Want a outreach example? Check out the template I use at the end of the post.

The Automated Way

If you’ve validated that this tactic works for you, then you can set up an automated workflow to trigger alerts when your images are used.

Using a tool called Pixsy.

Pixsy is technically designed to be used by photographers who don’t want their images being used across the web without their permission or payment.

However, it functions to find uses of images you upload to it, so can be used for our purpose as well.

Uploading images to Pixsy

So quickly set up a free account with Pixsy and then let’s get uploading our photos.

Head to the ‘Images’ section and press ‘Import images’

You get the option of uploading images from a variety of sources, I’ve only used the feature of uploading from the computer which works seamlessly.

Once you upload the images you have on Unsplash to Pixsy, you will be able to see them in the images tab. If you need to add more images to the account, this is where you come back to. You can upload up to 500 images on the free plan.

Once you’ve verified your email, Pixsy will start scanning to find your images being used. This can often take a few hours – you’ll get an email once it’s complete.

While you wait, sign up for free content marketing course to scale your organic traffic to over 1 million visitors per year.

Once it’s finishing scanning, you’ll see the number of matches found on the matches overview page.

Click on the ‘matches unseen’ to see any matches we have not yet reviewed.

On the next screen click the first image on the left 

The next screen shows the original image that we have uploaded to Pixsy against the image Pixsy has found.

What is great about Pixsy is that it picks up images that have been cropped or edited too, like in this example below.

Click on the ‘page URL’ to see the page the image has been used on

Check the post and review whether:

  • They are definitely using the image on this page (sometimes the image will be seen in an advert or similar which triggers a false positive)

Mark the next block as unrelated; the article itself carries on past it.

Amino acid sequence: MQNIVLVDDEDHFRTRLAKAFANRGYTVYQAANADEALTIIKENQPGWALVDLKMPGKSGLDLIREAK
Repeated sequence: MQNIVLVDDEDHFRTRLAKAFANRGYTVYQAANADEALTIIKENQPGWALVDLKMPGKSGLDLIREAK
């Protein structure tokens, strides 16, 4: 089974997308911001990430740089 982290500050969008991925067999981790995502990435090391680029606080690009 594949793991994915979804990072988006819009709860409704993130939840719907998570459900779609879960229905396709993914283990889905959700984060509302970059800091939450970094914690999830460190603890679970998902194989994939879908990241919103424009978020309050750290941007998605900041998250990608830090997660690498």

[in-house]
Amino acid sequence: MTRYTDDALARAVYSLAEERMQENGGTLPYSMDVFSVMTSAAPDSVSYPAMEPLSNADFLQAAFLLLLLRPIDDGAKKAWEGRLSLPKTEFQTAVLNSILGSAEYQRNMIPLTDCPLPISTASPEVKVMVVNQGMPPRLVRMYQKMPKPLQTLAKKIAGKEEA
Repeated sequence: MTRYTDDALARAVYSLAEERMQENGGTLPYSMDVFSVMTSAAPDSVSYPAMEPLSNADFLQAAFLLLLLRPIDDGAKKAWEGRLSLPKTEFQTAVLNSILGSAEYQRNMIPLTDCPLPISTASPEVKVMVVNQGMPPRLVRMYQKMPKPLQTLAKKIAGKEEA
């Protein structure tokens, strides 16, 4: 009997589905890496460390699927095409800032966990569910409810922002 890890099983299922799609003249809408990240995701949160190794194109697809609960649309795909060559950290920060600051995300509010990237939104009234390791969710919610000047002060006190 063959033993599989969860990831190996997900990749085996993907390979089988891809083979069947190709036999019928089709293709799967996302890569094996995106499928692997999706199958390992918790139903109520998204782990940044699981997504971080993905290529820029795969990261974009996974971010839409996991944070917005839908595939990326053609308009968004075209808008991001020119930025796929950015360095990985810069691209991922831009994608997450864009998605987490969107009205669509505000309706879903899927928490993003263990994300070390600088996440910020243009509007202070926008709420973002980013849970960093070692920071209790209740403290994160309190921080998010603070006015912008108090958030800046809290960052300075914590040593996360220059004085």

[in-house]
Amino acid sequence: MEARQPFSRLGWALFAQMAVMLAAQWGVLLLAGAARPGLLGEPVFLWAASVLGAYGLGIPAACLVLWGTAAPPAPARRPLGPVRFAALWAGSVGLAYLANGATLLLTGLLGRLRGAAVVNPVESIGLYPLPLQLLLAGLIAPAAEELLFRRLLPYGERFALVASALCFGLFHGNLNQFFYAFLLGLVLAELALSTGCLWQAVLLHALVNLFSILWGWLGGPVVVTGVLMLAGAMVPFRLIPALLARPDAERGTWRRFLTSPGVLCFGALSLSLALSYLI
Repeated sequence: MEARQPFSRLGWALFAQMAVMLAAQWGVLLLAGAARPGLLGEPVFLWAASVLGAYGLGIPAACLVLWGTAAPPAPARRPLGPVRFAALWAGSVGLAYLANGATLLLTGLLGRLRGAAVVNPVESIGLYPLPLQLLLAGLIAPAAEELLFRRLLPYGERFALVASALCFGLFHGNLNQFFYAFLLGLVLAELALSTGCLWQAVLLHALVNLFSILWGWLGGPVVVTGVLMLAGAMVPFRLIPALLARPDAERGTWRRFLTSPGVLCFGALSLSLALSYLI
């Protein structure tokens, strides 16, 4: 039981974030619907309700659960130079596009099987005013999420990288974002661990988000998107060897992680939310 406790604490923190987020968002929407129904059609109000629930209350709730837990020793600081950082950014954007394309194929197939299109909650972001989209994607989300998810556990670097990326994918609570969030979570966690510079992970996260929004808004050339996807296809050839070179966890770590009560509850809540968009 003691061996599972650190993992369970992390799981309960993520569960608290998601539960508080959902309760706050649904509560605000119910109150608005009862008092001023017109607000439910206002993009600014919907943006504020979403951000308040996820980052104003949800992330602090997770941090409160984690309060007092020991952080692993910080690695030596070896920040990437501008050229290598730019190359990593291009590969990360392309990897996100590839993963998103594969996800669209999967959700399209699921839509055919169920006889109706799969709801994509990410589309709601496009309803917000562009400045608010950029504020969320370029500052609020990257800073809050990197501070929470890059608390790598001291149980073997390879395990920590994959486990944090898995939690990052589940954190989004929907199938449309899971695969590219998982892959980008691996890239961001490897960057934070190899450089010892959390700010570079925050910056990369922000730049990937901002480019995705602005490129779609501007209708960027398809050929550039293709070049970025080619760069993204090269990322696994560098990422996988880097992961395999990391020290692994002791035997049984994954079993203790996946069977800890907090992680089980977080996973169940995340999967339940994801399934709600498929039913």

• Does it look like we could potentially get a link from the post?
  • Essentially looking if it is a blog post rather than a landing page.
  • You can easily see the author of the post

The first example is a great target.

  • Definitely our image
  • It’s a blog post
  • Author name easily available
  • Also domain rating (via Ahrefs) of 78!

The next step is to record the details in a spreadsheet, my columns of choice are:

  • Image location link (the link where the image is)
  • Domain (I use this for deduping in future)
  • Topic (what the blog post was about – I use this to personalise the outreach email)
  • Original link (when getting started, you can put your homepage – but as you go you can use your product pages or your own blog posts where the image is used to drive deeper links)
  • First name, last name & email (for your outreach)
  • Sent (the date I send the email)
  • Got the link? (for when I get the links)

Back in Pixsy, click either the ‘Approve use’ or ‘Ignore’ and it will move you onto the next image and perform the same process again.

Once you’ve worked through your unseen matches it’s time to start the outreach.

Here’s the exact template that I use…

Hey Kelly

I noticed you used one of the images of our signature standing desk converter on one of your recent articles on upskilling employees who are shifting job roles.

Just wanted to say thank you for using our image and I was just wondering if you could include a link to our site as well as the original credit for the photo. No worries if not but thought I’d ask.

Here is the original source: https://deskmate.co/products/standingdesk-white

Once again, thanks for using the image. The post is awesome!

Best wishes,

The Results

I am currently getting around a 30% success rate from outreach email to link added using this technique.

The latest batch of outreach emails I sent (26) secured me 8 links.

Remember, the success of the campaign entirely depends on the quality of your images. But once you start this, your images will get used over and over again and this is a really scalable tactic.

There is no obligation for people to add the link credit as you’ve uploaded the images to Unsplash, so if you get a response saying no, just move on.